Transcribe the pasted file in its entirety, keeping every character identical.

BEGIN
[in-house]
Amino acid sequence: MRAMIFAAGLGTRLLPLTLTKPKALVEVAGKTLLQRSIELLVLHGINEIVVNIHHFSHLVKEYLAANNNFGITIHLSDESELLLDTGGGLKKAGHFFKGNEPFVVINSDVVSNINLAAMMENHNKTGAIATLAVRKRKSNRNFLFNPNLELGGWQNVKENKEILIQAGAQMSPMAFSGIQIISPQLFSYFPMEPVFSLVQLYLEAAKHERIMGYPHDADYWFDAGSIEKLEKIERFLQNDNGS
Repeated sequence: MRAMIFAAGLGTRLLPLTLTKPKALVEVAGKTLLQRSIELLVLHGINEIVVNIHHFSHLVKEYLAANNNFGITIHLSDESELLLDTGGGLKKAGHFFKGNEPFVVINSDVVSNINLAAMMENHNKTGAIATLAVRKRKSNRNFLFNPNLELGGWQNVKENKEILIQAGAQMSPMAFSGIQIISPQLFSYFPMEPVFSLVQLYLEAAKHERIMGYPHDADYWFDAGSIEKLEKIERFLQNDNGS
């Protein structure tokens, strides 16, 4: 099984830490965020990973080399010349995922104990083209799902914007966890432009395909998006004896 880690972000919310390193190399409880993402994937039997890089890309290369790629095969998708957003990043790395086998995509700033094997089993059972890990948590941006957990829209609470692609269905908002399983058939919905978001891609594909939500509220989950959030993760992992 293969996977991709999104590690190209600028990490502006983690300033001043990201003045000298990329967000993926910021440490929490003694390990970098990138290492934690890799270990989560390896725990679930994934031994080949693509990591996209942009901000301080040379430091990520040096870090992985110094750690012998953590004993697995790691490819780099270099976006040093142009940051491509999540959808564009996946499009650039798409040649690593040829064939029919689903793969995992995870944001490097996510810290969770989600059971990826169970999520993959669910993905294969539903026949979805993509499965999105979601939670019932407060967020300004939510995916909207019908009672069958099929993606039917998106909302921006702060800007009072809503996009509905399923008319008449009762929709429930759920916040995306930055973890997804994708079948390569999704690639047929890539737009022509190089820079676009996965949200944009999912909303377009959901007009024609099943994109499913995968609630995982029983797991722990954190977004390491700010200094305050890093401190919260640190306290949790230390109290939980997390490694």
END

[in-house]
Amino acid sequence: MRAMIFAAGLGTRLLPLTLTKPKALVEVAGKTLLQRSIELLVLHGINEIVVNIHHFSHLVKEYLAANNNFGITIHLSDESELLLDTGGGLKKAGHFFKGNEPFVVINSDVVSNINLAAMMENHNKTGAIATLAVRKRKSNRNFLFNPNLELGGWQNVKENKEILIQAGAQMSPMAFSGIQIISPQLFSYFPMEPVFSLVQLYLEAAKHERIMGYPHDADYWFDAGSIEKLEKIERFLQNDNGS
Repeated sequence: MRAMIFAAGLGTRLLPLTLTKPKALVEVAGKTLLQRSIELLVLHGINEIVVNIHHFSHLVKEYLAANNNFGITIHLSDESELLLDTGGGLKKAGHFFKGNEPFVVINSDVVSNINLAAMMENHNKTGAIATLAVRKRKSNRNFLFNPNLELGGWQNVKENKEILIQAGAQMSPMAFSGIQIISPQLFSYFPMEPVFSLVQLYLEAAKHERIMGYPHDADYWFDAGSIEKLEKIERFLQNDNGS
């Protein structure tokens, strides 16, 4: 099984830490965020990973080399010349995922104990083209799902914007966890432009395909998006004896 880690972000919310390193190399409880993402994937039997890089890309290369790629095969998708957003990043790395086998995509700033094997089993059972890990948590941006957990829209609470692609269905908002399983058939919905978001891609594909939500509220989950959030993760992992 293969996977991709999104590690190209600028990490502006983690300033001043990201003045000298990329967000993926910021440490929490003694390990970098990138290492934690890799270990989560390896725990679930994934031994080949693509990591996209942009901000301080040379430091990520040096870090992985110094750690012998953590004993697995790691490819780099270099976006040093142009940051491509999540959808564009996946499009650039798409040649690593040829064939029919689903793969995992995870944001490097996510810290969770989600059971990826169970999520993959669910993905294969539903026949979805993509499965999105979601939670019932407060967020300004939510995916909207019908009672069958099929993606039917998106909302921006702060800007009072809503996009509905399923008319008449009762929709429930759920916040995306930055973890997804994708079948390569999704690639047929890539737009022509190089820079676009996965949200944009999912909303377009959901007009024609099943994109499913995968609630995982029983797991722990954190977004390491700010200094305050890093401190919260640190306290949790230390109290939980997390490694």